The International Cycling Union (UCI) has confirmed COVID-19 protocols for the 2022 road season, with the governing body stressing national laws will take precedence at events.
The protocols are broadly similar to the 2021 protocols, the UCI said, with cycling poised for its third consecutive pandemic impacted season.
Entry into team bubbles for one-day and races with less than seven stages will require people to be fully vaccinated or produce a negative polymerase chain reaction (PCR) test date less than two days previously.
PCR salivary tests are permitted but antigen tests are not.
Events featuring seven or more stages will require people to produce a negative PCR test dated less than two days previously.
This will be regardless of vaccination status.
PCR tests will also be conducted during Grand Tour races during the season.
The requirements will apply to riders, UCI personnel, Commissaires, anti-doping officials, medical teams, organisers and media.
The health protocol was established by a steering group led by UCI medical director, Professor Xavier Bigard.
Representatives of the riders, teams, team doctors and organisers feature on the steering group.
The UCI has confirmed that when national laws in an event’s host country are stricter than the UCI’s rules, it is the country’s laws that take precedence.
Where national laws are less strict, the UCI’s rules will apply.
The governing body has encouraged to ensure as many riders in the peloton as possible are vaccinated, with a booster third dose of the vaccine having been strongly recommended.
Vaccination status of riders appears poised to be a topic of discussions in the build-up to the Tour de France and the Tour de France Femmes, the relaunched eight-stage event for women.
The French Government last week passed a law requiring athletes and spectators who use public buildings to be vaccinated.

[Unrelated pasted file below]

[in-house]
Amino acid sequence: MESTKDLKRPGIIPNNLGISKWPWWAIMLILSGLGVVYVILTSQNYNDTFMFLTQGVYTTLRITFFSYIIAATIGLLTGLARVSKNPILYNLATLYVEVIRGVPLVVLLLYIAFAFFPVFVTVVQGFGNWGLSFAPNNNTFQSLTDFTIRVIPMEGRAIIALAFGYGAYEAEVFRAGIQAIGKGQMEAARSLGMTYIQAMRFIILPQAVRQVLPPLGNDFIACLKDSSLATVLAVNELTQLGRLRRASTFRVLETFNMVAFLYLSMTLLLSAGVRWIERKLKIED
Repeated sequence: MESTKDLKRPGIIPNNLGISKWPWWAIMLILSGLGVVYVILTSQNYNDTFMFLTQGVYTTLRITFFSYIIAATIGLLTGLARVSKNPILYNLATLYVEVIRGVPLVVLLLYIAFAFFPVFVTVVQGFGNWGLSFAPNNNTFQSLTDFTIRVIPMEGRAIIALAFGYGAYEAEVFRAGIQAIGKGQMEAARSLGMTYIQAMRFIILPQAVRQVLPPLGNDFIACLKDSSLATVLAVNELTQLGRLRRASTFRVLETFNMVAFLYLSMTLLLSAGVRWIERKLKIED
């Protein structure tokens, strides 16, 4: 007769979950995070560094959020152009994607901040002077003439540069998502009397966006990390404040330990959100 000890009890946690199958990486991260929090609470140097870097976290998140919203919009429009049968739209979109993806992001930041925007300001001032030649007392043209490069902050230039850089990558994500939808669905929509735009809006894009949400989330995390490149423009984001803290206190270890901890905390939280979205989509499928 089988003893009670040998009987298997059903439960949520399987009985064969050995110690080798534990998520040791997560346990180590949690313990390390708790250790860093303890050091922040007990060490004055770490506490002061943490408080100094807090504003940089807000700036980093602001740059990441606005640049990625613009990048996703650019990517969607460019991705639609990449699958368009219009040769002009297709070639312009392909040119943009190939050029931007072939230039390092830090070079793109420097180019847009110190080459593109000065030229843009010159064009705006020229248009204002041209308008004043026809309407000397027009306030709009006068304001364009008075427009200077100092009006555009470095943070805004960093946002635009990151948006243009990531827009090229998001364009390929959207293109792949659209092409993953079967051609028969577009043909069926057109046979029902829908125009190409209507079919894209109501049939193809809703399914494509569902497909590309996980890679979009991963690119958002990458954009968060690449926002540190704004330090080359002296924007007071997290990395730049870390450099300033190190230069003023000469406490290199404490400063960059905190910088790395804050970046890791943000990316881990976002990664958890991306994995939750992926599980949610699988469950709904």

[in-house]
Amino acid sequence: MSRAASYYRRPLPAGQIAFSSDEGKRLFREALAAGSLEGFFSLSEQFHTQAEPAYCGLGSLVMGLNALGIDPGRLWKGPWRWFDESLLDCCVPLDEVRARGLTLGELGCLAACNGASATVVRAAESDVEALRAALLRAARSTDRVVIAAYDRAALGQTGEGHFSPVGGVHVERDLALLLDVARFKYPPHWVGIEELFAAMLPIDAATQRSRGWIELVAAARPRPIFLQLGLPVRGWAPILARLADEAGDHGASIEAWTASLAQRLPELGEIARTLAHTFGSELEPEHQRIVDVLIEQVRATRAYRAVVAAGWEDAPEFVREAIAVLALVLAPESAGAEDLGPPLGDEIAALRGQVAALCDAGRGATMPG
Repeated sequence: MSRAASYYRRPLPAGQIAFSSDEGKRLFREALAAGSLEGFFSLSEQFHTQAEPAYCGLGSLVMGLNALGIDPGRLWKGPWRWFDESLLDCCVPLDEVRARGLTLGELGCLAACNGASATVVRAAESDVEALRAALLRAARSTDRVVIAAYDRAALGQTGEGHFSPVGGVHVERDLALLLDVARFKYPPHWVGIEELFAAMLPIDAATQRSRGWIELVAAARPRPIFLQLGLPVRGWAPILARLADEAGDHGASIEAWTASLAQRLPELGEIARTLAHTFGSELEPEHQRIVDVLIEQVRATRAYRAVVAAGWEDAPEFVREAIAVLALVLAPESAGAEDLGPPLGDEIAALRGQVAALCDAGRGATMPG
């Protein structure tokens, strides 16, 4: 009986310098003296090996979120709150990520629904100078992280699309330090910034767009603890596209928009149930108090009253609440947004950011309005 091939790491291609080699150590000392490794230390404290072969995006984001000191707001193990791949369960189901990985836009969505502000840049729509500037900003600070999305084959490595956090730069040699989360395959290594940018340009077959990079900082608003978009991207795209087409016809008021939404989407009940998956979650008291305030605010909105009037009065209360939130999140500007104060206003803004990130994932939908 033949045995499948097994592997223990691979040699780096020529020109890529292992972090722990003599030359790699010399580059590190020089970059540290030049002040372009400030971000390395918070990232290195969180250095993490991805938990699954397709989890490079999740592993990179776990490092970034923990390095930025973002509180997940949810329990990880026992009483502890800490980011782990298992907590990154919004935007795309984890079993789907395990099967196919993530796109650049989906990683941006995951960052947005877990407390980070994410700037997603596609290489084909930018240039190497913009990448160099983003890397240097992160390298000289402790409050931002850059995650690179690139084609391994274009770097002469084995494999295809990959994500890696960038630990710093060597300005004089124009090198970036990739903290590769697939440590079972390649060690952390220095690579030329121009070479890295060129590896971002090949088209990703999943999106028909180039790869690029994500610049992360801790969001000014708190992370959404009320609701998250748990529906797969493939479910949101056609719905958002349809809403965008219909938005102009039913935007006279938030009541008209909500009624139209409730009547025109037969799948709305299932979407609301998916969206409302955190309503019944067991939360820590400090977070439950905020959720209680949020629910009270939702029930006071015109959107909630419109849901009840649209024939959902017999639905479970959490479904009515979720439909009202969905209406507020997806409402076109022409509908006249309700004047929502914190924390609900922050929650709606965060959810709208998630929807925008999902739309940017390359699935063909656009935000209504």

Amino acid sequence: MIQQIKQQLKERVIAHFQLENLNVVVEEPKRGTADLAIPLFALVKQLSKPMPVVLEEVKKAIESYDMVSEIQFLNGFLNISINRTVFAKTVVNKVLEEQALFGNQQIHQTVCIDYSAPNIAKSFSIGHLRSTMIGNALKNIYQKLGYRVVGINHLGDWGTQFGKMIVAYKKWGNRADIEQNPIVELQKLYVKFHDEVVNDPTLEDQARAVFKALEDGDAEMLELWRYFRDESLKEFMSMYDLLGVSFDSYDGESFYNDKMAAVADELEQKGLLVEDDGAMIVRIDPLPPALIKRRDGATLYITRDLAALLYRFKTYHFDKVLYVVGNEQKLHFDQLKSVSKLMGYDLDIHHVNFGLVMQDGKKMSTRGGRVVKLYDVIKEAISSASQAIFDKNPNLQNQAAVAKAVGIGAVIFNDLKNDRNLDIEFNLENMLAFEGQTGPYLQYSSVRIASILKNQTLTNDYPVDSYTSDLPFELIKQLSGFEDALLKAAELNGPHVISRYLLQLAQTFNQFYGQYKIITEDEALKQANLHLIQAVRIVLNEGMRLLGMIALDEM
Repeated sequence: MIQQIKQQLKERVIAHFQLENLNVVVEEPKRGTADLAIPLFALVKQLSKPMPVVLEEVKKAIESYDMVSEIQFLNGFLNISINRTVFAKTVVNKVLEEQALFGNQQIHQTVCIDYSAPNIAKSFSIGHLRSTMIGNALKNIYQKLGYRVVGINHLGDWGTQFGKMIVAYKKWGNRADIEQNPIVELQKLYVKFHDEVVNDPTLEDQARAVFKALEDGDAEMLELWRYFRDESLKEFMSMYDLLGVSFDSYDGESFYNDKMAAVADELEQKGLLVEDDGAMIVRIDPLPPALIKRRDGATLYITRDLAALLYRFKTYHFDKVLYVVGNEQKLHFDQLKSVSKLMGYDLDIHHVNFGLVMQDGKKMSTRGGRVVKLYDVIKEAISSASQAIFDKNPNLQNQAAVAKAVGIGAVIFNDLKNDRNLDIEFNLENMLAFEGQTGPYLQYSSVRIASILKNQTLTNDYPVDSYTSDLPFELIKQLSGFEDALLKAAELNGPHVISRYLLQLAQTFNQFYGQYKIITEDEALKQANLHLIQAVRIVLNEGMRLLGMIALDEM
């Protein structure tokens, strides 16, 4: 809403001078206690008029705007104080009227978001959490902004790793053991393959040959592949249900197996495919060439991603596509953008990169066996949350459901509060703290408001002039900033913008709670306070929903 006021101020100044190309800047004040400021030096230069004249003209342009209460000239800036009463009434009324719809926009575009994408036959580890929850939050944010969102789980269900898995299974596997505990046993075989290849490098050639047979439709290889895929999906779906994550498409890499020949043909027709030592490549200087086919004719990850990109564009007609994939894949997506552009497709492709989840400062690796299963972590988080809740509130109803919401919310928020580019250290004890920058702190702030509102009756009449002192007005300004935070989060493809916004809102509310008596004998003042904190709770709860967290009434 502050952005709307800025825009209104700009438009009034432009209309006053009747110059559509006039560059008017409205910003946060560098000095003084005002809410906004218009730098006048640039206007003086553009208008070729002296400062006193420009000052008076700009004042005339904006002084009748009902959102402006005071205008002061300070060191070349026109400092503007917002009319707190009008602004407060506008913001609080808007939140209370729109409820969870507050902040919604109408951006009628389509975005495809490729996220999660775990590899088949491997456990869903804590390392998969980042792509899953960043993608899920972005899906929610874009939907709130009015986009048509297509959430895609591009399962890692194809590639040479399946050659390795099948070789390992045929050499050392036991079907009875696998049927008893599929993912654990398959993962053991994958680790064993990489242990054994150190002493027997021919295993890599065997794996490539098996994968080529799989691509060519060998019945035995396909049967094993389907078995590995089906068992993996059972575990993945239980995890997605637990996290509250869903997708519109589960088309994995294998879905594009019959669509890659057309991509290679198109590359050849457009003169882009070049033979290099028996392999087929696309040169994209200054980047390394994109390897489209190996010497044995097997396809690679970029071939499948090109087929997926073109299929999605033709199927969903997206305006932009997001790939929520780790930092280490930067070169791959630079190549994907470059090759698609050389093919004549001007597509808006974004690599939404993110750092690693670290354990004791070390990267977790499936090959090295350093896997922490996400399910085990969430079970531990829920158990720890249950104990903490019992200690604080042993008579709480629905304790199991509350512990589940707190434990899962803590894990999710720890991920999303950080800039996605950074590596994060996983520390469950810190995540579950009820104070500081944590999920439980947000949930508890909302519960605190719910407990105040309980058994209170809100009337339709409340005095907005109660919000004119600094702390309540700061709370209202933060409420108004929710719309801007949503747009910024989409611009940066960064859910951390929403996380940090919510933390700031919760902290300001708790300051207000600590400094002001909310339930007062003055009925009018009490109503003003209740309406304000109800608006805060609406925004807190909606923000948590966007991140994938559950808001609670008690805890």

The Government has warned no exemptions are likely to be made.
UCI President David Lappartient has claimed cycling can continue to thrive despite the ongoing impact of the COVID-19 pandemic.
“I would like to thank all members of the steering group for its collaboration and hard work in the health interests of everyone at events on the UCI Road International Calendar,” he said.
“The Covid-19 pandemic continues to cause suffering and disruption, but as we have demonstrated over the last two years, cycling is capable of maintaining its activities thanks to the responsible actions of all our stakeholders.
“I sincerely hope that these uncertain times will soon be behind us, but in the meantime I am confident that, thanks to the spirit of solidarity within the cycling family, our sport will continue to thrive.”
The UCI has said rules introduced over the last two years for health and safety will continue to apply.
These include the obligation to wear a mask, maintaining social distancing and frequent disinfection of hands.
This year’s UCI World Tour is due to start with the seven-stage UAE Tour in the United Arab Emirates on February 20, with the women’s launching with the Strade Bianche one day event on March 5.